An appeal has been filed in the Delhi High Court seeking diplomatic intervention to save a Kerala woman who is on death row in Yemen for the murder of a Yemeni national.

The plea by an organisation has also sought direction to the Centre to facilitate negotiations with the victim's family and save Indian citizen Nimisha Priya from capital punishment by paying blood money in accordance with Yemen's laws.

Blood money refers to the compensation paid by an offender or his kin to the family of the victim.

Nimisha Priya was an Indian nurse working in Yemen and she was convicted in 2020 for the murder of the Yemini national Talal Abdo Mahdi. Mahdi died in July 2017 allegedly of overdose after she injected him with sedatives to get her passport that was in his possession. The plea had alleged that Mahdi had forged documents to show that he was married to her and that she was abused and tortured by him.

The petitioner 'Save Nimisha Priya International Action Council' has challenged a March 15 order of the single judge who had disposed of the organisation's plea for the Ministry of External Affairs to explore and pursue the remedy of a further appeal against the Yemen court's order of conviction.

The single judge had refused to direct the involvement of the central government in the payment of blood money in connection with the death sentence awarded to the woman and had said that no embassy can be part of negotiations to pay blood money.

It had said that the Court cannot ask the government of India to countenance such a payment and had requested authorities to facilitate the appropriate legal action against the conviction of the woman.

The petitioner has sought a direction to the central government to facilitate diplomatic interventions as well as negotiations with the family of the victim on behalf of Ms. Nimisha Priya to save her life by paying blood money in accordance with the law of the land in a time-bound manner .

Lawyer Subhash Chandran KR, representing the petitioner, has said that the petitioner will pay the blood money and negotiate with the family of the victim but the assistance of the government was needed in view of the present social and political situation in Yemen.

The Court had stated that it can, at best and in law, call upon the Centre to facilitate the petitioner in pursuing the judicial remedy under the laws of Yemen.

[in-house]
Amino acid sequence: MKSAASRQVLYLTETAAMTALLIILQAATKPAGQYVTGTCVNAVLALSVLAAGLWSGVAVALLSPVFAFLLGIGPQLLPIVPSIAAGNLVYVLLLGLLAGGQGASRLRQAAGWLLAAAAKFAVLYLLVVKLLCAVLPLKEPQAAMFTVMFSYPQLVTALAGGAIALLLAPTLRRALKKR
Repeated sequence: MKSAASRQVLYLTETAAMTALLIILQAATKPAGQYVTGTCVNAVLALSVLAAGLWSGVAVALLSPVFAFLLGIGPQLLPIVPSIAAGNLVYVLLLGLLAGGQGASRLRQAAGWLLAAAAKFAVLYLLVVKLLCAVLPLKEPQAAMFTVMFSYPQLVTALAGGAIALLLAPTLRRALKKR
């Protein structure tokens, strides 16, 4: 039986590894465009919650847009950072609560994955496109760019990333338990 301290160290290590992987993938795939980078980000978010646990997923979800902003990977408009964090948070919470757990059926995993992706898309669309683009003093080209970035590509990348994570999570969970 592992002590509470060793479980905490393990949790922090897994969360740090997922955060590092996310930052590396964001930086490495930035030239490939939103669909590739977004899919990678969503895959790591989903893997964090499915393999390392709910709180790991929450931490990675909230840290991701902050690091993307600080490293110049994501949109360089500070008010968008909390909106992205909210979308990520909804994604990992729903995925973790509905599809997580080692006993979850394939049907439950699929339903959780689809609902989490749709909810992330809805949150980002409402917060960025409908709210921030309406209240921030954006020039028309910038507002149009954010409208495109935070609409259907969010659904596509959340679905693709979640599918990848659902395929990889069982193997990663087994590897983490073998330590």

Central government lawyer Anurag Ahluwalia had said that bearing in mind that the convict is an Indian national, authorities shall take all proactive steps to institute an appeal before the next appellate forum in accordance with the prevalent law and the consular concerned shall extend all cooperation and facilitate the travel of the petitioner to Yemen.

The Court had further requested the Ministry of External Affairs to communicate to the consulate to facilitate the travel of the petitioner as well as to provide help of an interpreter if so required.

Though she had appealed against the death penalty, it was rejected, the plea had said, adding that another chance of appeal before the Supreme Court there still exists but Priya is unlikely to be spared and therefore, her only hope to come out of the death sentence is if the victim's family accepts blood money.

Now, the only way for her to escape from the death penalty is to gain pardon from the family of the deceased by paying blood money to the family in accordance with the law of land. It has come to know from the lawyer who represented her before the appeal court that the option for 'blood money is kept open by the appeal court, the plea had said.

It had said the woman's nine-year-old daughter is living in an orphanage and her mother is a domestic help in Kerala and her husband is an auto-rickshaw driver. The entire family is facing serious challenges to deal with the ongoing legal processes there, it had added.

The petition had also sought a direction to the Centre to immediately initiate necessary steps for filing a formal appeal before the Supreme Court/ Supreme Judicial Council to save the life of Priya in accordance with the law of Yemen.

With PTI inputs